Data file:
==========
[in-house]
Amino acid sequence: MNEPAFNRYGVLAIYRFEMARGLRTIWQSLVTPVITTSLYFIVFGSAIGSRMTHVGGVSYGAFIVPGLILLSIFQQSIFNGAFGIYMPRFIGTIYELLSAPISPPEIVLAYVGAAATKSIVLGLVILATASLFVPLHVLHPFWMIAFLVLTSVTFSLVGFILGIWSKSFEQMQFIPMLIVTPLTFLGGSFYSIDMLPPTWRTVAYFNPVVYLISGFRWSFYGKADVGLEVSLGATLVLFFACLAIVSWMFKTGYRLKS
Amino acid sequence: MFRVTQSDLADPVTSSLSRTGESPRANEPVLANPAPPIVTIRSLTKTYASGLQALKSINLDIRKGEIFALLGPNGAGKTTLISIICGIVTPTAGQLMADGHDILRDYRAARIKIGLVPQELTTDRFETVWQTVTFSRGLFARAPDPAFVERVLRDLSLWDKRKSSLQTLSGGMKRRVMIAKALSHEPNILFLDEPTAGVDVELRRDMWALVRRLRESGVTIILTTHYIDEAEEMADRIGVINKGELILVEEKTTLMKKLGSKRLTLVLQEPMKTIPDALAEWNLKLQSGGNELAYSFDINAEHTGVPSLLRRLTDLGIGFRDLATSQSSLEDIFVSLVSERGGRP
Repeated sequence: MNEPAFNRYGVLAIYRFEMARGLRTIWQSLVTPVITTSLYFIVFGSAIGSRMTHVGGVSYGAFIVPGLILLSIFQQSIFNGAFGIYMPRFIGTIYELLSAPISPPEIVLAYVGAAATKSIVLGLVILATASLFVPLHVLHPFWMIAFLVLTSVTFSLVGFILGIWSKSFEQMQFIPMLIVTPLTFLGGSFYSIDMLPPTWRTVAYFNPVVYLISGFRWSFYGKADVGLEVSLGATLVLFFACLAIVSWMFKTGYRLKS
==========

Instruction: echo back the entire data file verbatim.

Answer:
[in-house]
Amino acid sequence: MNEPAFNRYGVLAIYRFEMARGLRTIWQSLVTPVITTSLYFIVFGSAIGSRMTHVGGVSYGAFIVPGLILLSIFQQSIFNGAFGIYMPRFIGTIYELLSAPISPPEIVLAYVGAAATKSIVLGLVILATASLFVPLHVLHPFWMIAFLVLTSVTFSLVGFILGIWSKSFEQMQFIPMLIVTPLTFLGGSFYSIDMLPPTWRTVAYFNPVVYLISGFRWSFYGKADVGLEVSLGATLVLFFACLAIVSWMFKTGYRLKS
Amino acid sequence: MFRVTQSDLADPVTSSLSRTGESPRANEPVLANPAPPIVTIRSLTKTYASGLQALKSINLDIRKGEIFALLGPNGAGKTTLISIICGIVTPTAGQLMADGHDILRDYRAARIKIGLVPQELTTDRFETVWQTVTFSRGLFARAPDPAFVERVLRDLSLWDKRKSSLQTLSGGMKRRVMIAKALSHEPNILFLDEPTAGVDVELRRDMWALVRRLRESGVTIILTTHYIDEAEEMADRIGVINKGELILVEEKTTLMKKLGSKRLTLVLQEPMKTIPDALAEWNLKLQSGGNELAYSFDINAEHTGVPSLLRRLTDLGIGFRDLATSQSSLEDIFVSLVSERGGRP
Repeated sequence: MNEPAFNRYGVLAIYRFEMARGLRTIWQSLVTPVITTSLYFIVFGSAIGSRMTHVGGVSYGAFIVPGLILLSIFQQSIFNGAFGIYMPRFIGTIYELLSAPISPPEIVLAYVGAAATKSIVLGLVILATASLFVPLHVLHPFWMIAFLVLTSVTFSLVGFILGIWSKSFEQMQFIPMLIVTPLTFLGGSFYSIDMLPPTWRTVAYFNPVVYLISGFRWSFYGKADVGLEVSLGATLVLFFACLAIVSWMFKTGYRLKS